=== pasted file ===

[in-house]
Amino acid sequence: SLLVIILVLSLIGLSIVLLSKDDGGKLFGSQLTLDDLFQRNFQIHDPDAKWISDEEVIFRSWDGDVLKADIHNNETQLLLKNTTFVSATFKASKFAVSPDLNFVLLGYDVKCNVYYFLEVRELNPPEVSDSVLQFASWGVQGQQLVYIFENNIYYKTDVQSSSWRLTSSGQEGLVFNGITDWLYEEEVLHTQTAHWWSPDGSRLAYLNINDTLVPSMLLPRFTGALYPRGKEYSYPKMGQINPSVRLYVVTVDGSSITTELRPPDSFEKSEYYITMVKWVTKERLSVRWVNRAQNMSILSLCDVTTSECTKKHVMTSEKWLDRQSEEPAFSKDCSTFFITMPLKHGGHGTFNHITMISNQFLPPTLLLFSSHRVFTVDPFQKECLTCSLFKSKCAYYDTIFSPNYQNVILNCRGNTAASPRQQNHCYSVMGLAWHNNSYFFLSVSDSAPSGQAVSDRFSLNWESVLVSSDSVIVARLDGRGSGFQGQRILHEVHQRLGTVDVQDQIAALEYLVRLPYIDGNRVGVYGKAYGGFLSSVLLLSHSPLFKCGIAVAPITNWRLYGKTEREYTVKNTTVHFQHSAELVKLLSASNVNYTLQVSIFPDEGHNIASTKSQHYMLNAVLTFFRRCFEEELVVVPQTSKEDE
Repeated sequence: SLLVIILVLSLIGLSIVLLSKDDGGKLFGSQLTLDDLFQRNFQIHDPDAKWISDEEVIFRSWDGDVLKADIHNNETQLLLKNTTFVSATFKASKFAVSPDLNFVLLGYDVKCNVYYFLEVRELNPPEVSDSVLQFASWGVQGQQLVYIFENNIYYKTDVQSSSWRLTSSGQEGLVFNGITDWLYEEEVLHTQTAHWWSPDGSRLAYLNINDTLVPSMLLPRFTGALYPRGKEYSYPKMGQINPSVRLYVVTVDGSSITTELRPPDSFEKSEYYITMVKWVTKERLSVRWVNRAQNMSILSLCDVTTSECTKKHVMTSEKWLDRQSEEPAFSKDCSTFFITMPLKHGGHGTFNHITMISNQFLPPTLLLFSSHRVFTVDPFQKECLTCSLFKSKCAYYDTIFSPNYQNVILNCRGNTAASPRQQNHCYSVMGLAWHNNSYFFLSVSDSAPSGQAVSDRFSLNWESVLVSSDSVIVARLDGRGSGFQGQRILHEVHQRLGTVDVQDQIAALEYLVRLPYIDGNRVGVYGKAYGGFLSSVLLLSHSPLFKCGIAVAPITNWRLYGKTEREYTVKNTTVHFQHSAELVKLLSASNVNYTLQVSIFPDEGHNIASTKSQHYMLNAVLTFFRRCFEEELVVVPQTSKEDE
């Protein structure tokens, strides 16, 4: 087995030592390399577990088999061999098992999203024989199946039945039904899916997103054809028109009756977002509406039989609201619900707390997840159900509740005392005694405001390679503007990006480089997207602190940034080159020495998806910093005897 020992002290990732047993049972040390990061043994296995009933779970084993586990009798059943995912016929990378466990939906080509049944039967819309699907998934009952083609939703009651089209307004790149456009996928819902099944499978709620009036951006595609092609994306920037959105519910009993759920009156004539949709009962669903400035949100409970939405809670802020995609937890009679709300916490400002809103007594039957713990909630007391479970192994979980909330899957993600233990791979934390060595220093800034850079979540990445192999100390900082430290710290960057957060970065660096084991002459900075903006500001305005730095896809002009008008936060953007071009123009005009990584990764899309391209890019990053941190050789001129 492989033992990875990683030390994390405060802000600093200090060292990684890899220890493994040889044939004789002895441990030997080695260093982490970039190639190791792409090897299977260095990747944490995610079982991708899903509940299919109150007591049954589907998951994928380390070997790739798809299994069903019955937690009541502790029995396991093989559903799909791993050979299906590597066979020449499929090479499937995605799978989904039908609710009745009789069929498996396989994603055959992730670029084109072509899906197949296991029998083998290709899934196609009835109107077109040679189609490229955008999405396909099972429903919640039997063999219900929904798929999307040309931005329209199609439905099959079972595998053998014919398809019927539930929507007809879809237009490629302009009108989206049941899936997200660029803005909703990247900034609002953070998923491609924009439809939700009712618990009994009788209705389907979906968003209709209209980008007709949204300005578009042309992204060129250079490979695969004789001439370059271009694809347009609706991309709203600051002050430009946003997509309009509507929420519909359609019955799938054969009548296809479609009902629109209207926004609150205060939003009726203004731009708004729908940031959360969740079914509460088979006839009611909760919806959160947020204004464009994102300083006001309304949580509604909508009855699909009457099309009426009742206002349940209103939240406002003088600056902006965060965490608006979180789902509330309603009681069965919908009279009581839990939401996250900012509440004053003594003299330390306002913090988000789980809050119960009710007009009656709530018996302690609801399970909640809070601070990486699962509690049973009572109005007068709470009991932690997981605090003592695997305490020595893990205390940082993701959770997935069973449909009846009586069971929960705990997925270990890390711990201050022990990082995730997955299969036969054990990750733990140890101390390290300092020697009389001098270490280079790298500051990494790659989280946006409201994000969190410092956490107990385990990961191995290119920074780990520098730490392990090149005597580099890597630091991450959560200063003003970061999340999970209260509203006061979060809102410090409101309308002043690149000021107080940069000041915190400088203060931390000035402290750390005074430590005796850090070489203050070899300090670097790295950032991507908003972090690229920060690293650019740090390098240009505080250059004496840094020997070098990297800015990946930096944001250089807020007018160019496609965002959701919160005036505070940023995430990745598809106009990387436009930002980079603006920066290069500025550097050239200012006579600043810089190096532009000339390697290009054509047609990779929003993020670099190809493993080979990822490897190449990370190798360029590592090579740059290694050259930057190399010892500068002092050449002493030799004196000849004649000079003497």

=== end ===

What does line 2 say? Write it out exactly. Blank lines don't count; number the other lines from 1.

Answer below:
Amino acid sequence: SLLVIILVLSLIGLSIVLLSKDDGGKLFGSQLTLDDLFQRNFQIHDPDAKWISDEEVIFRSWDGDVLKADIHNNETQLLLKNTTFVSATFKASKFAVSPDLNFVLLGYDVKCNVYYFLEVRELNPPEVSDSVLQFASWGVQGQQLVYIFENNIYYKTDVQSSSWRLTSSGQEGLVFNGITDWLYEEEVLHTQTAHWWSPDGSRLAYLNINDTLVPSMLLPRFTGALYPRGKEYSYPKMGQINPSVRLYVVTVDGSSITTELRPPDSFEKSEYYITMVKWVTKERLSVRWVNRAQNMSILSLCDVTTSECTKKHVMTSEKWLDRQSEEPAFSKDCSTFFITMPLKHGGHGTFNHITMISNQFLPPTLLLFSSHRVFTVDPFQKECLTCSLFKSKCAYYDTIFSPNYQNVILNCRGNTAASPRQQNHCYSVMGLAWHNNSYFFLSVSDSAPSGQAVSDRFSLNWESVLVSSDSVIVARLDGRGSGFQGQRILHEVHQRLGTVDVQDQIAALEYLVRLPYIDGNRVGVYGKAYGGFLSSVLLLSHSPLFKCGIAVAPITNWRLYGKTEREYTVKNTTVHFQHSAELVKLLSASNVNYTLQVSIFPDEGHNIASTKSQHYMLNAVLTFFRRCFEEELVVVPQTSKEDE